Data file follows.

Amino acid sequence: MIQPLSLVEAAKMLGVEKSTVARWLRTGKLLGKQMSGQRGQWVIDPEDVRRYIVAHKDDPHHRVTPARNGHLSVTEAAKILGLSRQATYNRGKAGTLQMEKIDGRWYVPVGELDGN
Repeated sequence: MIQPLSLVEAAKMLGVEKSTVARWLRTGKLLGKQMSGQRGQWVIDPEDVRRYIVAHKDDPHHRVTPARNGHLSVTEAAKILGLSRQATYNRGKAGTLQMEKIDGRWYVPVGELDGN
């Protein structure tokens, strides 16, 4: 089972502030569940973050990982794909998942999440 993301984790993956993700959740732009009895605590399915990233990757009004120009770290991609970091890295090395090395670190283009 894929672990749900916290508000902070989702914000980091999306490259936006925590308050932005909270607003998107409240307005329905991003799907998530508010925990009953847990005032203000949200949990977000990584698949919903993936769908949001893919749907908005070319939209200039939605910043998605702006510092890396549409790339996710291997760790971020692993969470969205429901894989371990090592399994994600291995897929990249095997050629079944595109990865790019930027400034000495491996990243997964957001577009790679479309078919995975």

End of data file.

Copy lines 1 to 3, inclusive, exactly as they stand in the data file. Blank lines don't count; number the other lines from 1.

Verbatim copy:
Amino acid sequence: MIQPLSLVEAAKMLGVEKSTVARWLRTGKLLGKQMSGQRGQWVIDPEDVRRYIVAHKDDPHHRVTPARNGHLSVTEAAKILGLSRQATYNRGKAGTLQMEKIDGRWYVPVGELDGN
Repeated sequence: MIQPLSLVEAAKMLGVEKSTVARWLRTGKLLGKQMSGQRGQWVIDPEDVRRYIVAHKDDPHHRVTPARNGHLSVTEAAKILGLSRQATYNRGKAGTLQMEKIDGRWYVPVGELDGN
């Protein structure tokens, strides 16, 4: 089972502030569940973050990982794909998942999440 993301984790993956993700959740732009009895605590399915990233990757009004120009770290991609970091890295090395090395670190283009 894929672990749900916290508000902070989702914000980091999306490259936006925590308050932005909270607003998107409240307005329905991003799907998530508010925990009953847990005032203000949200949990977000990584698949919903993936769908949001893919749907908005070319939209200039939605910043998605702006510092890396549409790339996710291997760790971020692993969470969205429901894989371990090592399994994600291995897929990249095997050629079944595109990865790019930027400034000495491996990243997964957001577009790679479309078919995975």